Earthworms, like all annelid worms, are metamerically segmented. Not only is the body of the worm divided
into a series of segments, but those segments are a repetition of one another, such that each segment
contains the same anatomical systems, more or less. Thus, each segment has its own muscle systems, its
own nerve centre, its own excretory organs (metanephridia), its own coelom and segmental blood vessels.
These systems repeat along the worm, with one set in each segment. Furthermore, each segment (except
the first few) is divided from adjacent segments by a dividing muscular membrane or septum. In this sense,
it is also as if each segment was an independent animal body and that the worm was a series of such
animals connected together. Indeed there are non-segmented worms (certain flatworms) that reproduce
by budding off a new individual at their rear. Sometimes the separation of the two new worms is delayed or
inhibited and a chain of connected worms results, each individual being physically connected to the
individuals in front and behind it, but each still possessing its own brain and other body systems. It has
been (convincingly) suggested that segmented worms evolved from such chains of worms that failed to
separate. Alternatively, the genetic code may have simply repeated its design several times over,
producing a worm born as a series of 'individuals' fused together. The end result is pretty much the same.
Naturally, evolution would not need to leave things there - with so many spare individuals hanging around
it would be easy to modify a few of them and see what useful designs may result. The first few segments of
the earthworm are more tightly fused together - the individual segmental 'brains' or ganglia have fused into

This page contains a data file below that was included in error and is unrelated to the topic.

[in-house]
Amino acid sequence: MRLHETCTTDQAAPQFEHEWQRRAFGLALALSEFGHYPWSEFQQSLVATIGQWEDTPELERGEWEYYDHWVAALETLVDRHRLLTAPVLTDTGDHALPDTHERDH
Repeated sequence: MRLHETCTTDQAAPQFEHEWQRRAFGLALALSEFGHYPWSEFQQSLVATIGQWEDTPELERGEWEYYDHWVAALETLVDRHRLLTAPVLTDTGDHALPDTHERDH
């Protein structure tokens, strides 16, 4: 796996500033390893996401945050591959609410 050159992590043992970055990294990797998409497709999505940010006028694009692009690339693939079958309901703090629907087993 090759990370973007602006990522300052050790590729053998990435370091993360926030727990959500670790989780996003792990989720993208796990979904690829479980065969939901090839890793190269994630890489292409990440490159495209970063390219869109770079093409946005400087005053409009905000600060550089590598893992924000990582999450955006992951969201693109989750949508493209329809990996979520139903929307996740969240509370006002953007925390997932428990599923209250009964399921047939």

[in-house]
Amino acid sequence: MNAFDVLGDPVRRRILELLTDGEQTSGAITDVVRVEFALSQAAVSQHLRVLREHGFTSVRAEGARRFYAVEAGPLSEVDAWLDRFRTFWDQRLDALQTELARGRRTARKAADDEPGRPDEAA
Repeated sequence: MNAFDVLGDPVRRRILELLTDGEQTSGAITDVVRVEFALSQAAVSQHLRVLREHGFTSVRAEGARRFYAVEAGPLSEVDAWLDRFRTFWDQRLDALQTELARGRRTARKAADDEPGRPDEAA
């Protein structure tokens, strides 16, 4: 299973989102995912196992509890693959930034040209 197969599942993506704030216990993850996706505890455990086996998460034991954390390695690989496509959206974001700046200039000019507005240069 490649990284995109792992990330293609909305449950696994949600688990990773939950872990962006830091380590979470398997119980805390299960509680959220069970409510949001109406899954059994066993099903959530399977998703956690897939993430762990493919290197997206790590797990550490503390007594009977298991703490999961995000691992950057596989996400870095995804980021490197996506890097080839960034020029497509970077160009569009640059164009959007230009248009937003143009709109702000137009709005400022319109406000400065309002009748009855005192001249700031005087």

a single larger and more powerful brain. Now our worm has evolved a definite head by a process called
cephalisation. More generally, adjacent segments may fuse into distinct body parts or tagma, a process
called tagmatisation. This trend is weakly developed in the earthworm, though certain segments adopt
reproductive functions. However, in insects the trend continued, with segments fusing into head, thorax
These processes of segmentation and tagmatisation (including cephalisation) demonstrate how Nature
can make a more complex organism from a simpler one by repeating or reiterating the basic pattern. How
about the first segment - the prototype worm (like a flatworm perhaps) evolve?
The development of an individual multicellular organism from a single cell (fertilised egg) offers
suggestions of an evolutionary path, not least because it shows how the simpler can become more
complex in a series of stages. The fertilised egg cell of an earthworm divides to become a hollow ball of
cells. This ball of cells is common to the development of many animals and is called a blastula.